Ambassador Hamamoto’s Remarks at Reception for Deputy High Commissioner for Refugees Kelly Clements

11030237_10153395779033876_222947691363054455_oHotel InterContinental
Geneva, September 28, 2015

Good evening!

Thank you all for coming this evening, and thank you for giving Kelly such a warm welcome.  She certainly deserves it, because like many of you, Kelly’s entire career has been dedicated to public service.

Kelly joined the State Department 25 years ago, fresh out of school, and very early on she was detailed to the U.N. High Commissioner for Refugees in Bangladesh.  Since then, she has worked tirelessly, year after year, for those who’ve had to leave their homes, forced to flee due to violence and oppression.  And sadly, the number of refugees around the world has been growing unabated.

As Secretary Kerry recently said, “It’s almost unfathomable that nearly 60 million men, women and children are now displaced inside and outside of their countries.”  Yes, there are currently 60 million displaced persons, and over half of them are children.

This is the largest number UNHCR has ever counted and it’s 8 million more than the previous record set just one year ago.

From Syria and Yemen to South Sudan and Iraq…how do we deal with mass displacements of this magnitude?  Will the needs created by these complex crises and these protracted refugee situations continue to outpace the international community’s collective ability to respond?

In other words, how do we make sure UNHCR has the resources it needs to tackle these emergencies?

The United States is extremely concerned with humanitarian organizations’ dire financial outlook for 2015.

We are on pace to contribute more to UNHCR than we did last year — over $1.2 billion — but we implore other donors to do their part.  We must avoid a situation where the refugee agency is forced to scale back life-saving assistance due to financial constraints.

I mentioned Syria, Yemen, South Sudan, and Iraq — all Level-3 emergencies.  But we all know there are unfortunately many other crises — in Nigeria, Central African Republic, Mali, Burundi, and of course in the Mediterranean.  It’s shocking that more than 300,000 refugees and migrants have used the dangerous sea route across the Mediterranean so far this year.

All of these situations require an immediate response.  Emergency help is crucial.  It’s often the first step towards long-term protection and rehabilitation for many refugees.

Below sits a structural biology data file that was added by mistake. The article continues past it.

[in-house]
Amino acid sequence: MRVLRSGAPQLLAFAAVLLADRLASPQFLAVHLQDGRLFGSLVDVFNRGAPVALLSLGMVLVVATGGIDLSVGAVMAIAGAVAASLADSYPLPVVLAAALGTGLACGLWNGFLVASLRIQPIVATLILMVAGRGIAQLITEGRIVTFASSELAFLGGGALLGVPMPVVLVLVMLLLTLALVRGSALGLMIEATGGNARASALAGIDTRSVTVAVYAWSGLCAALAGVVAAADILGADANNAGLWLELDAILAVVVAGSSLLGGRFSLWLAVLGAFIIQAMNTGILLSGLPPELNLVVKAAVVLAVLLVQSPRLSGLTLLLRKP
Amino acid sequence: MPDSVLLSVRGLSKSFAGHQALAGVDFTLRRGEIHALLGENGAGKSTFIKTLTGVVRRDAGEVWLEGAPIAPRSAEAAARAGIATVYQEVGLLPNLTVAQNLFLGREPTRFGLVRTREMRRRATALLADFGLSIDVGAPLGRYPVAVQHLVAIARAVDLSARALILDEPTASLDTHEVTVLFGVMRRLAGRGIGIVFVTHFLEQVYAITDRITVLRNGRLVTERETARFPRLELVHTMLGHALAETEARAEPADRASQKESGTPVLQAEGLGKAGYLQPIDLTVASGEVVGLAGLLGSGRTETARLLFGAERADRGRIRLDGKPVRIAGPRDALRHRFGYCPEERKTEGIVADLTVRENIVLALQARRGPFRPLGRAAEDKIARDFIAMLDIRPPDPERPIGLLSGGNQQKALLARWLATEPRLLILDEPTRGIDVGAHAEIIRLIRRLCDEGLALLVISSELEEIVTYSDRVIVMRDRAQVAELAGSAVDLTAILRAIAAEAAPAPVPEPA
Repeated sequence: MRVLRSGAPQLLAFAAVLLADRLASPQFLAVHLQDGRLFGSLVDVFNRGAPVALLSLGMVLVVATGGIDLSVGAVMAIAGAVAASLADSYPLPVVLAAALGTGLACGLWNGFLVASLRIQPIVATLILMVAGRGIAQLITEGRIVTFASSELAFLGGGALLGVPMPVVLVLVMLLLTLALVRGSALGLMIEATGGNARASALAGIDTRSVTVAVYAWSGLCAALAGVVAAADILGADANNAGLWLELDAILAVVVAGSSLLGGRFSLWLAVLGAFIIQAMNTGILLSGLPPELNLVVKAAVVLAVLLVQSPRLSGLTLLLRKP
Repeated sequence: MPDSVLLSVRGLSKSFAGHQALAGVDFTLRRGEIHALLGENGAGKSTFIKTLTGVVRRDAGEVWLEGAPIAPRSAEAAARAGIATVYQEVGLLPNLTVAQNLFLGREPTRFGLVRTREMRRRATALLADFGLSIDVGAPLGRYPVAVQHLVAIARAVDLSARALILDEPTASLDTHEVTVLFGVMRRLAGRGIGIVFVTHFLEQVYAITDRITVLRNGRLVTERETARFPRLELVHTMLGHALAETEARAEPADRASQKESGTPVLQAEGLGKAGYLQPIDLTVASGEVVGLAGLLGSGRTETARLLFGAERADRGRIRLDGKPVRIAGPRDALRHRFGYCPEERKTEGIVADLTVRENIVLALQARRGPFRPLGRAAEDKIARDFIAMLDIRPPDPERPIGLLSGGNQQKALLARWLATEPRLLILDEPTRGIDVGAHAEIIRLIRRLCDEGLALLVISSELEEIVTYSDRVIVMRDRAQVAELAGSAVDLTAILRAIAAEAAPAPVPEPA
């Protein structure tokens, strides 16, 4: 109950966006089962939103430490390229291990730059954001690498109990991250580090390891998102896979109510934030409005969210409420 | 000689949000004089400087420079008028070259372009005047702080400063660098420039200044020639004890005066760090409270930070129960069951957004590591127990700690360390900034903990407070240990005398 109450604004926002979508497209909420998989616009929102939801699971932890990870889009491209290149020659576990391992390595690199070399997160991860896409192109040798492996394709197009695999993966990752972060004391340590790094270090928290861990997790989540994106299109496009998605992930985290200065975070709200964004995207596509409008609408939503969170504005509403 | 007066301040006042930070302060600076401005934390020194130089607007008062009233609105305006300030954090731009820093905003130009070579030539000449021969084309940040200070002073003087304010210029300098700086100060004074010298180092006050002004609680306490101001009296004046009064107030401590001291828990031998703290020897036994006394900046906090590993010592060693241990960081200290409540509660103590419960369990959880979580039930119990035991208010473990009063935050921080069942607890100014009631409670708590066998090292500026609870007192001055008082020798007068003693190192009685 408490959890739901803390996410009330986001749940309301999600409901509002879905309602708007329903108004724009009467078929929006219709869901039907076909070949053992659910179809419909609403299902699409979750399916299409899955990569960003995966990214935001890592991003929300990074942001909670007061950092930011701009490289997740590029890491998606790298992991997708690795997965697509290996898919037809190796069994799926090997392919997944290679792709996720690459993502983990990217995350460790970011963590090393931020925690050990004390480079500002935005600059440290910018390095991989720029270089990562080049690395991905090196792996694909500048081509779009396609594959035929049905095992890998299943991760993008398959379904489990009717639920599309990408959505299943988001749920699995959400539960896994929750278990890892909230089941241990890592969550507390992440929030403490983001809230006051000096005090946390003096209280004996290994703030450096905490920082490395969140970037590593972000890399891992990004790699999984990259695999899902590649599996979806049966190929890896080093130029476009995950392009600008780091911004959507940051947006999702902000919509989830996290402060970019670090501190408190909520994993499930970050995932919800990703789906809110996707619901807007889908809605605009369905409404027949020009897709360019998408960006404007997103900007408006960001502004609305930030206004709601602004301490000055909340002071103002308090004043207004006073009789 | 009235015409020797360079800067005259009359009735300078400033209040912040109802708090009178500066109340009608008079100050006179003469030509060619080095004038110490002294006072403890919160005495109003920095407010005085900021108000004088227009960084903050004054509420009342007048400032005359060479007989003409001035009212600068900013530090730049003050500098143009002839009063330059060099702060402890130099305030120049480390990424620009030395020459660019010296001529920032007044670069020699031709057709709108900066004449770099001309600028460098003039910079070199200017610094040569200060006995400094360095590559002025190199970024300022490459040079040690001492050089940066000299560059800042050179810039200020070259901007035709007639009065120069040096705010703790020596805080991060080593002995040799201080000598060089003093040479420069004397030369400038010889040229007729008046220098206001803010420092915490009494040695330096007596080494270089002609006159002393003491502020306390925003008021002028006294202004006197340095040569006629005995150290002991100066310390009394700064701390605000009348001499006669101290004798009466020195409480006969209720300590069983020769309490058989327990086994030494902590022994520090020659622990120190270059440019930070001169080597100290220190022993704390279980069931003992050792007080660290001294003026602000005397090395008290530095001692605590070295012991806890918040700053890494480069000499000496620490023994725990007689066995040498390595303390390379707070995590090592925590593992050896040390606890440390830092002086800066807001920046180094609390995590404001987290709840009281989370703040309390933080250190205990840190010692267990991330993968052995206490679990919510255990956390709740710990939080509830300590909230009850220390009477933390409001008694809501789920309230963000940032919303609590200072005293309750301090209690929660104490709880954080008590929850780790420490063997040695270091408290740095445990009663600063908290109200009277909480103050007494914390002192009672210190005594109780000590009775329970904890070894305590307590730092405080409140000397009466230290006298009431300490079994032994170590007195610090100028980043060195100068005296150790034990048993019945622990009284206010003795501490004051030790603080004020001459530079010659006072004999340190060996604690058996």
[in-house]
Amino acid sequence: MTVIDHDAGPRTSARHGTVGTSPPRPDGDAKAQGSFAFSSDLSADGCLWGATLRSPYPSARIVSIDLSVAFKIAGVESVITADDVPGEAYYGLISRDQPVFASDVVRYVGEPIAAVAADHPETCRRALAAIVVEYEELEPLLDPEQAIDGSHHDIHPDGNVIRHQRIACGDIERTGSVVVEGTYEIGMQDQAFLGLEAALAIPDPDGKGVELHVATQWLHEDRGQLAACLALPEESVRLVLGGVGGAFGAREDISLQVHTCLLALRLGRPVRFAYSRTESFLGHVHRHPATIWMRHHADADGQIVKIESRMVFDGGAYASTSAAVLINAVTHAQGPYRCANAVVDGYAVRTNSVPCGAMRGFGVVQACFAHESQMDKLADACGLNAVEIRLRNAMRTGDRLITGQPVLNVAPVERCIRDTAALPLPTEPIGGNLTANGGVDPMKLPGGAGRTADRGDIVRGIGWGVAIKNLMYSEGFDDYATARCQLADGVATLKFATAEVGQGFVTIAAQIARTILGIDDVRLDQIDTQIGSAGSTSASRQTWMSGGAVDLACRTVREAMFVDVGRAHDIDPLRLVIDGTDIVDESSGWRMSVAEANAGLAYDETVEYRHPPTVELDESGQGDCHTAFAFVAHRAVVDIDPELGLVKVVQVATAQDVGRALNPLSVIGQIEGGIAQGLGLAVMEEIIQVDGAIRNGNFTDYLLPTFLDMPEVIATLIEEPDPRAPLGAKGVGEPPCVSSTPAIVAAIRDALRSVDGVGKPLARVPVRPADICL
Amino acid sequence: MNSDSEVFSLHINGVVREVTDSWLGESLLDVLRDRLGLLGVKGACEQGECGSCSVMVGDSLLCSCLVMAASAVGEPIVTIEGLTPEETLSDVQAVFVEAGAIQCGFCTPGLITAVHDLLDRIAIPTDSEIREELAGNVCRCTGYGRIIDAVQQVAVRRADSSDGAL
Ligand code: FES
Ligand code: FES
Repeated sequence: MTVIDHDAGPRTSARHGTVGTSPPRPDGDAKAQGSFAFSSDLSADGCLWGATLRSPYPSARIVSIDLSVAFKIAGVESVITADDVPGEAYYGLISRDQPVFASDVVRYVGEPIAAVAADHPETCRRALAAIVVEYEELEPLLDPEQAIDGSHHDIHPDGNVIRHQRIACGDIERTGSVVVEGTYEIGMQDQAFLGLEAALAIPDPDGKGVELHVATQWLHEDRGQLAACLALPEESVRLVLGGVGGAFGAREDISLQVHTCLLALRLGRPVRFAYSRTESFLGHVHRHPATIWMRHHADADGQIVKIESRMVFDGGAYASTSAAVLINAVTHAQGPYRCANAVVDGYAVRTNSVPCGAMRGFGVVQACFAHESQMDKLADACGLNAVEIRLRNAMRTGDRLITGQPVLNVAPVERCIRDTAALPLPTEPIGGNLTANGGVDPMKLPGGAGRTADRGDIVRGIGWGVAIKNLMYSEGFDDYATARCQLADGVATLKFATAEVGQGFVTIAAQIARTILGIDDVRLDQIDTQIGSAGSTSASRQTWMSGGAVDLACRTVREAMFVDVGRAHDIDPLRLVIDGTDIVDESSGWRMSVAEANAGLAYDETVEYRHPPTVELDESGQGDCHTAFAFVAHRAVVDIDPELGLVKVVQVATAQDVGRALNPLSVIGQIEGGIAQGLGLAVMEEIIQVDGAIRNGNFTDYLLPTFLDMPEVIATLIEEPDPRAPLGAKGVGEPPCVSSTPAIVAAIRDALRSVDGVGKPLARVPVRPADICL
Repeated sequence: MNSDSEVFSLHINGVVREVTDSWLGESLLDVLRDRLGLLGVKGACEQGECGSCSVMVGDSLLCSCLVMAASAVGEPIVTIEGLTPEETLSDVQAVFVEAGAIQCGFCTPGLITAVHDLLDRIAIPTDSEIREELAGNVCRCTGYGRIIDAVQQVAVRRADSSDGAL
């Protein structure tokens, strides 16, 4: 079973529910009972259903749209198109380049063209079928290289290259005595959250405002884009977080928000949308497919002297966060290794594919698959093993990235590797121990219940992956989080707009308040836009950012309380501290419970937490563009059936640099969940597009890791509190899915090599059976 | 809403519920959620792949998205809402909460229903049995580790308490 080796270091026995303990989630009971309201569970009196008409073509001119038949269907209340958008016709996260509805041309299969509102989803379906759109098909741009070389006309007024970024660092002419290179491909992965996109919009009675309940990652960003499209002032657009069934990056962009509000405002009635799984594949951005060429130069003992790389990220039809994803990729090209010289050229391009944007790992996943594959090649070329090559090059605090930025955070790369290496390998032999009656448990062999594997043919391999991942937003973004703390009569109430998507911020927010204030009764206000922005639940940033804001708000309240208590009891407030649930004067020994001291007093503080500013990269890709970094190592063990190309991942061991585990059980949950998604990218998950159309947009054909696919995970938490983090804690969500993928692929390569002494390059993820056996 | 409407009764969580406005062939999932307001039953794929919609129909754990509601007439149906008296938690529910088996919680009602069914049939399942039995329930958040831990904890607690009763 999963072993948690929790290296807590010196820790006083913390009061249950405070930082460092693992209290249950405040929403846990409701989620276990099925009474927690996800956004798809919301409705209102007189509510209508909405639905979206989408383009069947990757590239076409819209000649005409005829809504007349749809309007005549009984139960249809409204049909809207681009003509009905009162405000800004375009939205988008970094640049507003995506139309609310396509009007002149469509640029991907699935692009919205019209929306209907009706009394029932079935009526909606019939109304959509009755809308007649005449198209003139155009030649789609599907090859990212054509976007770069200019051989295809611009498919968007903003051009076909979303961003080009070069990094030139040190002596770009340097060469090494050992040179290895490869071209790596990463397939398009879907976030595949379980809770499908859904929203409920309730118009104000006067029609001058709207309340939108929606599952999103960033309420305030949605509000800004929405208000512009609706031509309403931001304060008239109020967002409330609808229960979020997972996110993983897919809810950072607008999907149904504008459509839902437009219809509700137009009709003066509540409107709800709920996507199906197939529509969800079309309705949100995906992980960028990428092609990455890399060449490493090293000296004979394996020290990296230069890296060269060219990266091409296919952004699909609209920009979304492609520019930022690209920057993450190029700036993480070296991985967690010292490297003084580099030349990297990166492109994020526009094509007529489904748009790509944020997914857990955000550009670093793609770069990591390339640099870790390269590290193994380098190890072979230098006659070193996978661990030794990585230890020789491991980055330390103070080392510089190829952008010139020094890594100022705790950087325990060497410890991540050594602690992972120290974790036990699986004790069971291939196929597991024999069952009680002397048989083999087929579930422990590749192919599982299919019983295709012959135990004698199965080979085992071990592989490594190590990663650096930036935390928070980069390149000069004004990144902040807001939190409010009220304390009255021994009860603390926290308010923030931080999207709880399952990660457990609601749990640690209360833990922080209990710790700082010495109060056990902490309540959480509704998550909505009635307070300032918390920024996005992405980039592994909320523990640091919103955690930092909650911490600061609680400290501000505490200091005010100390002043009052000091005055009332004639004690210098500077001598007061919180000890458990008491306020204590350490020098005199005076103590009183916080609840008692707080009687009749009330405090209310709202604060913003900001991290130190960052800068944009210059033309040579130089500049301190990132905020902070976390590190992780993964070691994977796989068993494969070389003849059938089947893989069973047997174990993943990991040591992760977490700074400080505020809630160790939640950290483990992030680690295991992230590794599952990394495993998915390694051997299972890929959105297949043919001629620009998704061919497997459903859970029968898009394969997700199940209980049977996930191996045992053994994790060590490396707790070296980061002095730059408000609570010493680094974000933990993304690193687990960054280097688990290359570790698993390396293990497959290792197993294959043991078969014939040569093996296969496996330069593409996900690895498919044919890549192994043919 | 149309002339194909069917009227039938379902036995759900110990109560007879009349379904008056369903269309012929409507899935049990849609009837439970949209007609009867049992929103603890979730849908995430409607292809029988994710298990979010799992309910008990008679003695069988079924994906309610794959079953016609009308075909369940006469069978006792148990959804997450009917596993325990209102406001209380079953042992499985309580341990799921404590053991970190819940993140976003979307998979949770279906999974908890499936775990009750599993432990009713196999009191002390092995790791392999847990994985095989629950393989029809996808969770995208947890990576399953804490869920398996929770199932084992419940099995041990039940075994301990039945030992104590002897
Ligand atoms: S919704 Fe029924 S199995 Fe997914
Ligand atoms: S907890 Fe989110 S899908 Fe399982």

And we know that far too often the road is long.

Consider Afghanistan, Somalia, Colombia, or Bhutan.  Millions of people around the world remain on the move or stranded on the edge of society for years, as long-term internally displaced persons or refugees.  As hopeless as some of these situations have become, the international community cannot turn its back on these people in need.  Which is why we were especially thrilled when Kelly was appointed to serve as Deputy High Commissioner for Refugees!

Everything Kelly has done in her career has prepared her for this challenge.  Not only does Kelly have a long history with UNHCR, but it’s been from the donor’s perspective, which gives her a very valuable frame of reference to draw upon.  Perhaps even more important is her ability to assess each situation separately and determine how it fits within the organization’s overarching strategy.  She’s used to making tough decisions and to setting clear priorities.

As Deputy Assistant Secretary, she oversaw a $3 billion annual budget destined to protect and assist refugees, conflict victims, and vulnerable migrants worldwide.  No matter what, you can be sure that she will always have the beneficiary in mind.  And that, I believe, is our new Deputy High Commissioner’s greatest strength.

But it’s not her only strength!  Kelly knows International Geneva inside and out.  In fact, she worked here at our Mission as part of our humanitarian team for several years in the ‘90s.  She loves the mountains and hiking.  And I’m told she makes a mean fondue!

Kelly, you’re coming into this job at an extremely challenging time for UNHCR.  But as High Commissioner Guterres noted, and I quote, “your proven leadership and rich combination of skills will be a key asset for the agency.”

And Antonio knows what he’s talking about! He was one of the first to commit to becoming a Geneva Gender Champion as part of an initiative Michel Møller and I recently launched to build a leadership network here in Geneva to advance gender equality.  [As an aside, the deadline for joining us as Geneva Gender Champions is coming up this week so I hope all of you, as leaders in this community, will sign on to this important initiative on behalf of your organizations.]

Kelly, I know I can count on you to continue to place the critical needs of women and girls at the forefront of your work.  Your proven dedication to the safety and well-being of refugees goes hand in hand with the steadfast dedication UNHCR shows everyday in carrying out its important mission of providing protection and assistance to the millions of vulnerable people around the world.

I think I speak on behalf of everyone here when I say that you can count on all of us to help UNHCR fulfill its important mission.

Please join me in welcoming the new Deputy High Commissioner for Refugees, Ms. Kelly Clements.

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